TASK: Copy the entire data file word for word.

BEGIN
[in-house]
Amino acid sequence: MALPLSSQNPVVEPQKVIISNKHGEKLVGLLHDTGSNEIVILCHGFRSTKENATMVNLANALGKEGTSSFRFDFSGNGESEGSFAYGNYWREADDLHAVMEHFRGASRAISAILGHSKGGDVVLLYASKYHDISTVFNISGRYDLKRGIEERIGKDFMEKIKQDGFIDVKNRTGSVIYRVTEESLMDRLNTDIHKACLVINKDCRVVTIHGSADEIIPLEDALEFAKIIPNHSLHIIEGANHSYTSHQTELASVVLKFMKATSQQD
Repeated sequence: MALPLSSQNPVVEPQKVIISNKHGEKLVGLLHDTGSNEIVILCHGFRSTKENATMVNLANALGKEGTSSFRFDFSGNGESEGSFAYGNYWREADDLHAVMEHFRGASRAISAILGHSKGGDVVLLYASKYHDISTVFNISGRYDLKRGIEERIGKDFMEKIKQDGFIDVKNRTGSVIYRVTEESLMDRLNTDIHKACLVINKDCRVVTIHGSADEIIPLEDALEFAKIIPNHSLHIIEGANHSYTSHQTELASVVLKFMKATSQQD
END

[in-house]
Amino acid sequence: MALPLSSQNPVVEPQKVIISNKHGEKLVGLLHDTGSNEIVILCHGFRSTKENATMVNLANALGKEGTSSFRFDFSGNGESEGSFAYGNYWREADDLHAVMEHFRGASRAISAILGHSKGGDVVLLYASKYHDISTVFNISGRYDLKRGIEERIGKDFMEKIKQDGFIDVKNRTGSVIYRVTEESLMDRLNTDIHKACLVINKDCRVVTIHGSADEIIPLEDALEFAKIIPNHSLHIIEGANHSYTSHQTELASVVLKFMKATSQQD
Repeated sequence: MALPLSSQNPVVEPQKVIISNKHGEKLVGLLHDTGSNEIVILCHGFRSTKENATMVNLANALGKEGTSSFRFDFSGNGESEGSFAYGNYWREADDLHAVMEHFRGASRAISAILGHSKGGDVVLLYASKYHDISTVFNISGRYDLKRGIEERIGKDFMEKIKQDGFIDVKNRTGSVIYRVTEESLMDRLNTDIHKACLVINKDCRVVTIHGSADEIIPLEDALEFAKIIPNHSLHIIEGANHSYTSHQTELASVVLKFMKATSQQD